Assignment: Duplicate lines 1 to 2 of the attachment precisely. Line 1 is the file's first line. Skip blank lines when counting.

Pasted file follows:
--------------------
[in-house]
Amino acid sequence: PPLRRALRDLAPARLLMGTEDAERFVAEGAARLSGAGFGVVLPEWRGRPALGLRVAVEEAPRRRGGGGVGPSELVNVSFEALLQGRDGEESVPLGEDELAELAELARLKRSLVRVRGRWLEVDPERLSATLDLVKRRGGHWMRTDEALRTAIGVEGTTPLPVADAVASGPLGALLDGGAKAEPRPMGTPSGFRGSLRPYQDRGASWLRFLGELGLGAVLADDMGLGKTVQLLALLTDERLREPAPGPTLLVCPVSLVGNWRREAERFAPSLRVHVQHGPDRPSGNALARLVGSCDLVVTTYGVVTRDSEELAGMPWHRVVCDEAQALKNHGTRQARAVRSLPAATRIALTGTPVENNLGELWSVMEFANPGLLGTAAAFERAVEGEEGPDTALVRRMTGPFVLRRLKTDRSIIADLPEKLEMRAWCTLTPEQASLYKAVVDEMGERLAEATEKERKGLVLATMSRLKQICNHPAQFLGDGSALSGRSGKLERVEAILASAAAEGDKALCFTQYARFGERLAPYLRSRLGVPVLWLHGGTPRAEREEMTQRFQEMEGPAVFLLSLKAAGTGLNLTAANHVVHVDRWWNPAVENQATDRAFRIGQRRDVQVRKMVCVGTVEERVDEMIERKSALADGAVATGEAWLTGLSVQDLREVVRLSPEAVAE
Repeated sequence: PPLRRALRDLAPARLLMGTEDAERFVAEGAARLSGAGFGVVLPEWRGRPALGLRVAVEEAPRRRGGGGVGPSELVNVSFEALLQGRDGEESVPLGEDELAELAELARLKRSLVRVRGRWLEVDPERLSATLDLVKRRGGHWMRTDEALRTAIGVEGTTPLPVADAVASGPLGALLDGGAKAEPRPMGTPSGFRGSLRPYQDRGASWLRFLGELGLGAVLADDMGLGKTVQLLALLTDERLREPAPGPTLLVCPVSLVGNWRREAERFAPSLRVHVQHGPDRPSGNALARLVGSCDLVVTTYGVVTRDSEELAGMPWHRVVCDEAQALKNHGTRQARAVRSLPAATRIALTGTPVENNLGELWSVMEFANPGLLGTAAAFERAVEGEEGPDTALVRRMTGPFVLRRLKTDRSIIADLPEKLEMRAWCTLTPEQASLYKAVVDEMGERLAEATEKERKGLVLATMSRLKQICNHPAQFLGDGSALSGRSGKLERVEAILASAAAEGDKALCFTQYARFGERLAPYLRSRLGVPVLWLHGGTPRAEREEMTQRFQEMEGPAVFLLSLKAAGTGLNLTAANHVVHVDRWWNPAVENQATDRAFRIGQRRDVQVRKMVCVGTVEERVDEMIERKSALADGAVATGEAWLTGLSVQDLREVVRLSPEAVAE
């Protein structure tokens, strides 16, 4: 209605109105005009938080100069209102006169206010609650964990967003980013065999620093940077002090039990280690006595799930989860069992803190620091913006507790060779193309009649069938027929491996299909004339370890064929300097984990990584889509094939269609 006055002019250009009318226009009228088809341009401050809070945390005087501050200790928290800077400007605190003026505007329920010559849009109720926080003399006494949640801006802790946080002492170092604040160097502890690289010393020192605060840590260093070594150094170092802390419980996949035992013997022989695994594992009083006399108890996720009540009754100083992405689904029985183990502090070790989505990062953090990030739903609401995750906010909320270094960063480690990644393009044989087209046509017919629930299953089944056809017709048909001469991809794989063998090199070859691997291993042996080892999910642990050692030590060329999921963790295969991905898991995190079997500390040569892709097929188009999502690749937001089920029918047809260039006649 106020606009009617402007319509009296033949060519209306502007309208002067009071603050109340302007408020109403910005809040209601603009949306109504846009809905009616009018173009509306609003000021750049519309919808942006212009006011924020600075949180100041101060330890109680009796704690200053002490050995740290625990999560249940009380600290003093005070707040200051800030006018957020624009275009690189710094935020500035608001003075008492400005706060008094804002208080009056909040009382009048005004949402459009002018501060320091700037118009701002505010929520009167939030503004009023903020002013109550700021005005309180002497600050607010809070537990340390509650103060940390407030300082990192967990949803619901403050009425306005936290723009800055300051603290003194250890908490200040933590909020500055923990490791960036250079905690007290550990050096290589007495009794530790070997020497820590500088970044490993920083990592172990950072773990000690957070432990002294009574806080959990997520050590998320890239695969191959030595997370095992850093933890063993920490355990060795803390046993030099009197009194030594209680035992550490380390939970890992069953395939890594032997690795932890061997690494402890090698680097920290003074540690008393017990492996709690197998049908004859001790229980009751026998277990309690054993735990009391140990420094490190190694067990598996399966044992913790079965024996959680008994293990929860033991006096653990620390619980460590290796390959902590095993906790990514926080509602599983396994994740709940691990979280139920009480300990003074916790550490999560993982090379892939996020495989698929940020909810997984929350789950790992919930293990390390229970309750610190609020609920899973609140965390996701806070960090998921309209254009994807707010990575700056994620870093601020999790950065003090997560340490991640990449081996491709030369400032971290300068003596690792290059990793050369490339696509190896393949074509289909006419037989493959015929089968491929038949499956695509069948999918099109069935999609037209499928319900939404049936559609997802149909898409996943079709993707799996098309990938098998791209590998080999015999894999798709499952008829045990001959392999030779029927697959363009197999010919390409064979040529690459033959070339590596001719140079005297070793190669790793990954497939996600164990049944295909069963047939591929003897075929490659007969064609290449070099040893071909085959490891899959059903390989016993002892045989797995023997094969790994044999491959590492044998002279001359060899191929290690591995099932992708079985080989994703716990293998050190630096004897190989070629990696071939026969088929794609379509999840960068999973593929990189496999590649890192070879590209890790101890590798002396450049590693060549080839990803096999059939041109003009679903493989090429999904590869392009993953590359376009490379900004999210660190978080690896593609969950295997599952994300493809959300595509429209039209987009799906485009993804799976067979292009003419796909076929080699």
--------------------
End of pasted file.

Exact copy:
[in-house]
Amino acid sequence: PPLRRALRDLAPARLLMGTEDAERFVAEGAARLSGAGFGVVLPEWRGRPALGLRVAVEEAPRRRGGGGVGPSELVNVSFEALLQGRDGEESVPLGEDELAELAELARLKRSLVRVRGRWLEVDPERLSATLDLVKRRGGHWMRTDEALRTAIGVEGTTPLPVADAVASGPLGALLDGGAKAEPRPMGTPSGFRGSLRPYQDRGASWLRFLGELGLGAVLADDMGLGKTVQLLALLTDERLREPAPGPTLLVCPVSLVGNWRREAERFAPSLRVHVQHGPDRPSGNALARLVGSCDLVVTTYGVVTRDSEELAGMPWHRVVCDEAQALKNHGTRQARAVRSLPAATRIALTGTPVENNLGELWSVMEFANPGLLGTAAAFERAVEGEEGPDTALVRRMTGPFVLRRLKTDRSIIADLPEKLEMRAWCTLTPEQASLYKAVVDEMGERLAEATEKERKGLVLATMSRLKQICNHPAQFLGDGSALSGRSGKLERVEAILASAAAEGDKALCFTQYARFGERLAPYLRSRLGVPVLWLHGGTPRAEREEMTQRFQEMEGPAVFLLSLKAAGTGLNLTAANHVVHVDRWWNPAVENQATDRAFRIGQRRDVQVRKMVCVGTVEERVDEMIERKSALADGAVATGEAWLTGLSVQDLREVVRLSPEAVAE